At move 15 Hearst commented: ‘For the last five moves the two players had consumed two minutes, a considerable time; for the next six moves they used some ten seconds only.’ Spassky spent some time on 21...Qa2, and ‘Tal also thought a while on his reply and prepared a pretty and decisive trap’.


From Olimpiu G. Urcan (Singapore):

botvinnik tal

Illustrated London News, 20 May 1961, page 851


Chess and Time includes reports on leading players who seldom, if ever, lost on time in tournament or match play. An addition comes from page 11 of The Life and Games of Mikhail Tal by M. Tal (New York, 1976):


The passage is on pages 20-21 of the 1997 Cadogan edition of Tal’s book.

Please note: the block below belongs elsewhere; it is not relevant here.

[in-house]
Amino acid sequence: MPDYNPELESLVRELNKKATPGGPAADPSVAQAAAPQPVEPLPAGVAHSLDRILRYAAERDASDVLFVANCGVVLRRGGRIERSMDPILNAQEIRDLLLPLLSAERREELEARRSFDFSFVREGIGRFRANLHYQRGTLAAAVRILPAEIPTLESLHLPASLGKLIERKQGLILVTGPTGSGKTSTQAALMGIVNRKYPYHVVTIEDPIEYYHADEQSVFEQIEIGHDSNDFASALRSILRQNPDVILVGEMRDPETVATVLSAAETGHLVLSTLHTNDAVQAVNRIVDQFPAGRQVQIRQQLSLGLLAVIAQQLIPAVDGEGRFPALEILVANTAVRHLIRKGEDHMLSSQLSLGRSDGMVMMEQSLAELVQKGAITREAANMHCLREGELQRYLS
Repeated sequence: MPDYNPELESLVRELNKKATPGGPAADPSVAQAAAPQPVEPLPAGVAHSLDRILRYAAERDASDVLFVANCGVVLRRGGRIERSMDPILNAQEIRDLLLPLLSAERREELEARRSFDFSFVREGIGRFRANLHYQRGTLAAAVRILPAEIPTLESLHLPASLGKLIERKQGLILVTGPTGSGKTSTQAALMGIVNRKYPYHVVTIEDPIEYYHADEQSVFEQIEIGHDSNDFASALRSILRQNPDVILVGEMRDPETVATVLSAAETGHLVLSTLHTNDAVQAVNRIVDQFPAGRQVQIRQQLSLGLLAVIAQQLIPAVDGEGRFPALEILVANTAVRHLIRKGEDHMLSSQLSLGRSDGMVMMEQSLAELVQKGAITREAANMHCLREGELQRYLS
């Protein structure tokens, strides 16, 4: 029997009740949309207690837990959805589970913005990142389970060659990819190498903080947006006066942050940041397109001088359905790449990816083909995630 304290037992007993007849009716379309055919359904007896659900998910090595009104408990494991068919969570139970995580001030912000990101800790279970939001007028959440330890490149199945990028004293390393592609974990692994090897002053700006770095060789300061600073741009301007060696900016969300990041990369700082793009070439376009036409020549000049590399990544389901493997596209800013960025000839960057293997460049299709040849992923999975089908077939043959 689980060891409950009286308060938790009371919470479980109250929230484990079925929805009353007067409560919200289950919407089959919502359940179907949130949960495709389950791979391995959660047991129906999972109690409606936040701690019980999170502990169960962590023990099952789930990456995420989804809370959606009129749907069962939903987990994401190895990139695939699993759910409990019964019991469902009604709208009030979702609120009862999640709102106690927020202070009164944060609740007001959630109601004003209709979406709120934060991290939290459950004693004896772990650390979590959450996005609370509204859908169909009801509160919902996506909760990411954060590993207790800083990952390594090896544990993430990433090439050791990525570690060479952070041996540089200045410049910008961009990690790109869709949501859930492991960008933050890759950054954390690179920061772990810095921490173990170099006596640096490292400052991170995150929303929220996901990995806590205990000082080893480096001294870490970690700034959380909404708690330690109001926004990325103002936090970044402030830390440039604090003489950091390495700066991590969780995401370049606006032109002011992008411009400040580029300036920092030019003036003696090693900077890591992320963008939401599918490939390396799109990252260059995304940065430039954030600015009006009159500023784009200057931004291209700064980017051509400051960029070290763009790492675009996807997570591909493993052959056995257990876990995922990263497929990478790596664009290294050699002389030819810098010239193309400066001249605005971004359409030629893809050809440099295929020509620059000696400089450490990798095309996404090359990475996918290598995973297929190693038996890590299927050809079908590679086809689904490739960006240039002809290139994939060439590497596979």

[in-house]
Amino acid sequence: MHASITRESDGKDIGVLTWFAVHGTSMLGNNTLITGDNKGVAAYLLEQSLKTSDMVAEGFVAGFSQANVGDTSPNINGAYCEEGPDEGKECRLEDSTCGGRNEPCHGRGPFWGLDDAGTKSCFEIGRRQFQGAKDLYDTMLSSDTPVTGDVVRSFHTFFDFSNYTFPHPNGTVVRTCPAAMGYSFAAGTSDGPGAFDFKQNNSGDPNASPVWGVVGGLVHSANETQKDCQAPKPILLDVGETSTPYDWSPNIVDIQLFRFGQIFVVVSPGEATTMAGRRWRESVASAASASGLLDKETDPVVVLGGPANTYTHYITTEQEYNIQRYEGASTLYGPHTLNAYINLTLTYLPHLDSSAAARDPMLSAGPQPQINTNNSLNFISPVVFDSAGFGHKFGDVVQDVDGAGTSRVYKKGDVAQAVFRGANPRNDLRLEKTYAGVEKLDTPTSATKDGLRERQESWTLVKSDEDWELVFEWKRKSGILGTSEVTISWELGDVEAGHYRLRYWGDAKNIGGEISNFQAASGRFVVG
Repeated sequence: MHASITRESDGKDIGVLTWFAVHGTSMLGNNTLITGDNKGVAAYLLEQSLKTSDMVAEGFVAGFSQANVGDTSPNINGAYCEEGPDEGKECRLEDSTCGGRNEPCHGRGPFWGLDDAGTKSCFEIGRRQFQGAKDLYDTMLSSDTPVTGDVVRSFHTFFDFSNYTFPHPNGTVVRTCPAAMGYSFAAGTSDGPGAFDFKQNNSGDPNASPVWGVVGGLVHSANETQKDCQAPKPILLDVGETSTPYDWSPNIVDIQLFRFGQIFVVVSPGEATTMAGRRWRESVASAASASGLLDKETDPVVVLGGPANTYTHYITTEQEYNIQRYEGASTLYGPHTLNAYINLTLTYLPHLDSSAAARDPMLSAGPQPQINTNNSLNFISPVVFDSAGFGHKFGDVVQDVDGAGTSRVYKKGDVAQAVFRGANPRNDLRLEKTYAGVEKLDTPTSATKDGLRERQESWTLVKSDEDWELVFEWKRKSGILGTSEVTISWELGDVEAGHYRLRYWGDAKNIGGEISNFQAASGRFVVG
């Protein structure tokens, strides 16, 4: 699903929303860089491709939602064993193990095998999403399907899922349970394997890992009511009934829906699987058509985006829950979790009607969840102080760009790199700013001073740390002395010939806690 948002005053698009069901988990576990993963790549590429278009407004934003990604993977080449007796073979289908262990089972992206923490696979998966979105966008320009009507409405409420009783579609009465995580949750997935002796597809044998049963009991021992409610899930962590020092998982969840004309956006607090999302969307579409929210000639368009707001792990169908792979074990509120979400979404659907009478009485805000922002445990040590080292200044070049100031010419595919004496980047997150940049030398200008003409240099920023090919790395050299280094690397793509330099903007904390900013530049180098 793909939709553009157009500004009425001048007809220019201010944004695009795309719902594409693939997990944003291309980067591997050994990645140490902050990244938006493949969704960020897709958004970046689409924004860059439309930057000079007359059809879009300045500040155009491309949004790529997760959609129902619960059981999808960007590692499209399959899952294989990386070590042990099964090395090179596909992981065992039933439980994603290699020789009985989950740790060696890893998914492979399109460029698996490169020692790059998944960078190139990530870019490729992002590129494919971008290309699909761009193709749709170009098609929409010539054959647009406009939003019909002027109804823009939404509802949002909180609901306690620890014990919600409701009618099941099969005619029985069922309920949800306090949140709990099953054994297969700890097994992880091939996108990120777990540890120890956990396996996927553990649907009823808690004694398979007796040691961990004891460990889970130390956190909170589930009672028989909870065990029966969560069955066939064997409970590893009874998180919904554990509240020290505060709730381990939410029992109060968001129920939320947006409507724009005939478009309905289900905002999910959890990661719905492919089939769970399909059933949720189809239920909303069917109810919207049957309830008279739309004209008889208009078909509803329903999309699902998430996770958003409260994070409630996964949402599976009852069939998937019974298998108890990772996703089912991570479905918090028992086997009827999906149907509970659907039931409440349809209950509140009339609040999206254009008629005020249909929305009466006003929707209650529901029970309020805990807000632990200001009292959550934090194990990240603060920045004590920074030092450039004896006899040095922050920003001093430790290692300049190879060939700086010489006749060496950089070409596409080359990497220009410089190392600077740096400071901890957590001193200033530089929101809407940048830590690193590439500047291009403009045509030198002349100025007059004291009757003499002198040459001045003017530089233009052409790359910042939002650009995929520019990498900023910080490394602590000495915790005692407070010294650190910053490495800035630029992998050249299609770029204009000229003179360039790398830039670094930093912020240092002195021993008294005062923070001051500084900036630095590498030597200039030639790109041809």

When the game between Mendeleevsky and Tal (Riga, June 1949) was given on pages 12-13 of Mikhail Tal Tvortshestvo 1949-1961 (Riga, 1996) Black’s loss on time was mentioned:




From page 25 of The Life and Games of Mikhail Tal by M. Tal (New York, 1976):

‘On the whole, I do not like annotating other people’s games. The point is that I consider that it is very difficult to penetrate into a player’s thinking, to guess the direction of the variations thought out by him, and therefore it is better to be indulgent towards one’s own games. I prefer to make my annotations “hot on the heels”, as it were, when the fortunes of battle, the worries, hopes and disappointments are still sufficiently fresh in my mind.’

On page 34 of the London, 1997 edition the wording was slightly different: ‘... it is better to direct one’s attention towards ...’


On page 29 of Chess World, February 1960 C.J.S. Purdy wrote:

‘If – we almost wrote “when” – Botvinnik loses the current match, he will have the right to a return match in 1961 ...